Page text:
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after school clubs....

(6 Posts)
macdoodle Mon 29-Nov-10 20:33:45

My DD1 (age 9) has been doing an after school acitivity since she was 5. She loves it and is pretty good, competing nationally. The club has always been quite laid back, and she loves her coach, her coach has always seemed fond of her, enthusiastic and happy when she does well.

Tonight, head coach asks to have a word. Apparantly, they have had some problems with the girls picking on the boys, and telling them its an activity just for girls, there have been tears. DD1 has not said a word to me about it.

She then goes on to say that the supposed ringleader is the daughter of my DD1's coach. She is a year or 2 older but doesnt compete at the same level as my DD1. BUT that this child has implicated my DD1 saying she told her to do it and basically starting it and egging them all on. This does not sound like DD1 at all. I am well aware of her faults but this s not one of them.

Just to muddy the waters, she also mentions that her coach has been having some problems with her being boisterous and cheeky - now this I can believe and sounds just like DD1! But funnily has never been mentioned as an issue before.

She says they have dealt with it, but she hasnt spoken to DD1 and doesnt intend to. But could I have a quiet word with her about excluding and picking on other children.

I am a bit cross TBH. The 2 issues to my mind are 2 seperate issues, but bringing them up together means its hard for me to deal with either of them properly. I am worried that DD1's coach has been influenced by her daughter's allegations, and has now brought up the behaviour issues. I am worried it will affect their previously excellent relationship and DD1's enjoyment of her activity.

I have spoken to DD1 tonight, she was totally shocked by the allegations that she may have been involved (if not the ringleader) of the bullying and adamantly denied it. But not in an overdefensive way. I believe her, she is not a natural liar and will usually just spill the beans when she knows she is in the wrong. Of course, because they have "dealt with it", she hasnt actually had her say or a chance to defend herself, but I think she has been scapegoated and labelled the ringleader now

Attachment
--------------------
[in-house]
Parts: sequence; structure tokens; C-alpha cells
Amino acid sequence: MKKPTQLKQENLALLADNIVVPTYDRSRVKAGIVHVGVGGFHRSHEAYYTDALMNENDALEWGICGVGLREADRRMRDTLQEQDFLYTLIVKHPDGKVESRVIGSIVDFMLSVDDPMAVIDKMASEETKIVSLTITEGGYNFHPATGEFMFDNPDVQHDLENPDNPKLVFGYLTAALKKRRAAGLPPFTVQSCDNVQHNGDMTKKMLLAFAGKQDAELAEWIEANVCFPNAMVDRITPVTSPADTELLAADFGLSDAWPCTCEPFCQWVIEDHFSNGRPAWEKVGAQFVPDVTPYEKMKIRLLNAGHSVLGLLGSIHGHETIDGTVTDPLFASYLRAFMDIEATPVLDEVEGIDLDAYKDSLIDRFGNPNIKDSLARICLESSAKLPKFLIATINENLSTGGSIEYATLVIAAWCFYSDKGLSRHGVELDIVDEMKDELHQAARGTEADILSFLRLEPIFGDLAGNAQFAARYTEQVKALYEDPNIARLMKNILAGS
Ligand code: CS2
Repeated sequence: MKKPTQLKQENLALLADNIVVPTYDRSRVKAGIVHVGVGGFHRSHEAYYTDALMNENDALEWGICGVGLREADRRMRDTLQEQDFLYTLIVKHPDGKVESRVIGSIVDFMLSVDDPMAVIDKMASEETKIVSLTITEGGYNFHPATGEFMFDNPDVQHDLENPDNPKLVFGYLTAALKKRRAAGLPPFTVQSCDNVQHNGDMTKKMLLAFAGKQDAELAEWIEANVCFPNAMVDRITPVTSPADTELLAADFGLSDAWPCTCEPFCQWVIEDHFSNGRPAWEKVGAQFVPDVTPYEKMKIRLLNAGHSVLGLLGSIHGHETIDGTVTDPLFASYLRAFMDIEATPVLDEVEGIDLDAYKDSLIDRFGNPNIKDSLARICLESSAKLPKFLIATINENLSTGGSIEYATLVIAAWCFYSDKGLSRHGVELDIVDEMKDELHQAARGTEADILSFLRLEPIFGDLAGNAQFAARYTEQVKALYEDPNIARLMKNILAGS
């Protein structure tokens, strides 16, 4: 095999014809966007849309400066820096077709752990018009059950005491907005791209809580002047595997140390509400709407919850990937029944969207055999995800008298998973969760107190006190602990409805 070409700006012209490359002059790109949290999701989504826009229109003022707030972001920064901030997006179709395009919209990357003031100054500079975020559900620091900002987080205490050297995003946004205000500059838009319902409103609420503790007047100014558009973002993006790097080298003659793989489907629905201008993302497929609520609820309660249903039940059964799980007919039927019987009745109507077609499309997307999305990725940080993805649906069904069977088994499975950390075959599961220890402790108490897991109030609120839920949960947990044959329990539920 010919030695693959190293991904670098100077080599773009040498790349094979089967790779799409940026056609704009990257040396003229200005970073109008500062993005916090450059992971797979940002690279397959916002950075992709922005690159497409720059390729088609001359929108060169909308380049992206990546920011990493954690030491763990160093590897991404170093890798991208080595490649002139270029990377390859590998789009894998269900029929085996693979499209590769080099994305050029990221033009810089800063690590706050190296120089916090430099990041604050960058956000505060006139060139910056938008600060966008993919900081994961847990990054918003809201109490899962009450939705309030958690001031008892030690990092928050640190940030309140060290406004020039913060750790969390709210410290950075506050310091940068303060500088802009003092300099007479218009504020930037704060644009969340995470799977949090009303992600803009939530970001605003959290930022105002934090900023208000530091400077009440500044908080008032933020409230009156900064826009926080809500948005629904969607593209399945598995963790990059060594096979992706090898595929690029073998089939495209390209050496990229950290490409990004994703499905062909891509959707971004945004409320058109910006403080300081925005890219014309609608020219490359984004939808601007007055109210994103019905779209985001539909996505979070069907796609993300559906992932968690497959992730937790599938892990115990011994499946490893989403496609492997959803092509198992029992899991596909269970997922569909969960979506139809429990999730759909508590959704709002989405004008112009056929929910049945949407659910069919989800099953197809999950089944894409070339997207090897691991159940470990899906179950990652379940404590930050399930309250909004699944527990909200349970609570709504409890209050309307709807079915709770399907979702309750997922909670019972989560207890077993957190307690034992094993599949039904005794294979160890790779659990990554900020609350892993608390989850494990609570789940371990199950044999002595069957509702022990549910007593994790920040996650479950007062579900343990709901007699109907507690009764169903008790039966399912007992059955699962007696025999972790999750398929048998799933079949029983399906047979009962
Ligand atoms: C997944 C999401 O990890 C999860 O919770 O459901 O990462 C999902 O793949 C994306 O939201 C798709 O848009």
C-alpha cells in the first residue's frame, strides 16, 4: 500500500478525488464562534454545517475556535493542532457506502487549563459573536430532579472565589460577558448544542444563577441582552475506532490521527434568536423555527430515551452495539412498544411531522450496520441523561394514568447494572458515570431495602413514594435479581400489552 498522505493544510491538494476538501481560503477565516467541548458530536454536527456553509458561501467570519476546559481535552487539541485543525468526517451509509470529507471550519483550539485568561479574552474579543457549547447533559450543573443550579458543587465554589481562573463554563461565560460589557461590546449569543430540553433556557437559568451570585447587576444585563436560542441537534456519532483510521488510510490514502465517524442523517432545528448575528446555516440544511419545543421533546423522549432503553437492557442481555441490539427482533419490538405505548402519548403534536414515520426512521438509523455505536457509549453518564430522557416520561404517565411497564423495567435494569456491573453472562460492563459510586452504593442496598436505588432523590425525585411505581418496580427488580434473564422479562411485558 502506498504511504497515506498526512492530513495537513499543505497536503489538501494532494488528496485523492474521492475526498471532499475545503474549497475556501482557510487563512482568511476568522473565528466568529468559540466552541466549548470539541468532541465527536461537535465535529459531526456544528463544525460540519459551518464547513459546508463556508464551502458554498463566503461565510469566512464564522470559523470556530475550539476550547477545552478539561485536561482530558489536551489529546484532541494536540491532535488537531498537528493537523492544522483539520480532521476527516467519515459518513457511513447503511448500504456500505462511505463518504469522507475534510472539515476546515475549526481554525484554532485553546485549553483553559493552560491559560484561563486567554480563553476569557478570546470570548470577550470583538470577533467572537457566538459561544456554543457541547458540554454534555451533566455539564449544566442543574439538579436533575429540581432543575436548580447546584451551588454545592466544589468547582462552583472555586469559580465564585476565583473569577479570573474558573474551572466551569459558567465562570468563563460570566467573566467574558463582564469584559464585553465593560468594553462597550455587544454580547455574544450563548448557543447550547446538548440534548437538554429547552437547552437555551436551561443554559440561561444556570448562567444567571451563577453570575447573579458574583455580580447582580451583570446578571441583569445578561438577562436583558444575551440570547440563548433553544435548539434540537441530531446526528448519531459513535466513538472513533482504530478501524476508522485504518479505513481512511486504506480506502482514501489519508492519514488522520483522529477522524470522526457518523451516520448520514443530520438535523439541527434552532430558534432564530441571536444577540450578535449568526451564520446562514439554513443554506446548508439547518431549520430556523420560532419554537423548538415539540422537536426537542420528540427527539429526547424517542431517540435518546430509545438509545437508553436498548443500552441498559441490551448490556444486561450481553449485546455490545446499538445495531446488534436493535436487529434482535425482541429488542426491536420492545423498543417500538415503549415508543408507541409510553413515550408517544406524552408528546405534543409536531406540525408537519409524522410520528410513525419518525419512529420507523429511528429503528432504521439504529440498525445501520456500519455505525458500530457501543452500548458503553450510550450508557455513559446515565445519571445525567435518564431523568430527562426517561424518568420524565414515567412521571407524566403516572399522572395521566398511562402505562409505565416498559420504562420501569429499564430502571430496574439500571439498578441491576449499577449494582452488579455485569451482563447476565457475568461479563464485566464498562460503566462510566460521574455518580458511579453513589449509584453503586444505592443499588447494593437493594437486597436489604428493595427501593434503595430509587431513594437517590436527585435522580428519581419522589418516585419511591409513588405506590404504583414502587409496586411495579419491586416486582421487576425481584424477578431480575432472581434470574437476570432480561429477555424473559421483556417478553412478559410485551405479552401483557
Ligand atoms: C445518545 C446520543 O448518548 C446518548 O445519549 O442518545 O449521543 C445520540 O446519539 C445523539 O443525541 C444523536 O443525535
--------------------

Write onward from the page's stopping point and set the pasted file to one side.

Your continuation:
The behaviour issues were easier but muddied by the other issue. She and I are aware she can be a bit hyper and cheeky. We have discussed that her coach is like a teacher and should be respected as such and her behaviour toned down. She has apologised and promised to try.

Do I mention this all to the coach now, she kind of implied it was all over now.

macdoodle Mon 29-Nov-10 20:40:24

So I guess AIBU for being cross, and AIBU for wanting to talk to the coach even though she seems to feel it has been dealt with??

prettyfly1 Mon 29-Nov-10 20:45:46

Hi Mac - how you doing????

Sorry to hear you are having some problems with your girl. I am dealing with something similiar with my son at the moment and have just decided that rather then demand apology for bullying etc I have had a stern talk about respecting other peoples feelings, and how jokes to one person can be hurtful to another. Kids are prone to pointing the finger at one another and with no proof either way the coach cant expect you to wade in like a bat out of hell carrying fire and brimstone.

Hope she still goes - it is great she has an activity she loves and it would be a shame if it were to be ruined.

Goblinchild Mon 29-Nov-10 20:47:21

The teacher asked you to have a quiet word and you are cross?
Your hyper and cheeky DD might not have seen her possible behaviour as dominant and controlling, others may have a different perspective.
better a quiet discussion with her than for it to become more formal and involving other adults.
She may be absolutely blameless, but are you not ebven prepared to consider otherwise?

macdoodle Mon 29-Nov-10 20:53:23

I am absolutely prepared to accept otherwise.
But she has been judged and found guilty without even getting a chance to know what she was accused of and defend herself.
She said if I asked the boy who was upset he would say it wasnt her that they were friends. But of course that isnt an option, now is it, as the coaches have decided that it my daughter at fault rather than a coach's child.
They have essentially told me that they believe it was her, but without discussing it with her, and asking me to "sort her out", and I am worried how this affects her future in the club now and her future at a sport she loves.
I would prefer if it had been dealt with formally/properly rather than all this cloak and dagger stuff.

LaWeaselMys Mon 29-Nov-10 21:06:36

I think what the coach has done is fair enough. She doesn't want to do anything formally as that would single your DD out when it is a he said she said situation about whether she was actually involved.

There is no harm in having a chat about being respectful of people's feelings either way.

You are over-reacting IMO.

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